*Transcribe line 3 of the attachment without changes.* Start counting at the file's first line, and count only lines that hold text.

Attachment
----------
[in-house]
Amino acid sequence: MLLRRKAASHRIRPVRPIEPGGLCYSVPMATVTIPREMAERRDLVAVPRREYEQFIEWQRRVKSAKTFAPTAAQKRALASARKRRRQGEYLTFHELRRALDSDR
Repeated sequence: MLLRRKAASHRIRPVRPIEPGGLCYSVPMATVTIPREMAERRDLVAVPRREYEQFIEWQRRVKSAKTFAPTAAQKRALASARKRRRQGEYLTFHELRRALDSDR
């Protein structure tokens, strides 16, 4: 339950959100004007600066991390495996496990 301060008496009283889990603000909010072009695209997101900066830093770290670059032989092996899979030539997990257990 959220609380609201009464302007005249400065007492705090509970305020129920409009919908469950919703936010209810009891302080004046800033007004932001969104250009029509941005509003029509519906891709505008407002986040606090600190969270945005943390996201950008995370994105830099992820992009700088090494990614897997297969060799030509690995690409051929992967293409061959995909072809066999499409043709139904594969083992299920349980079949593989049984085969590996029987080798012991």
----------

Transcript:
Repeated sequence: MLLRRKAASHRIRPVRPIEPGGLCYSVPMATVTIPREMAERRDLVAVPRREYEQFIEWQRRVKSAKTFAPTAAQKRALASARKRRRQGEYLTFHELRRALDSDR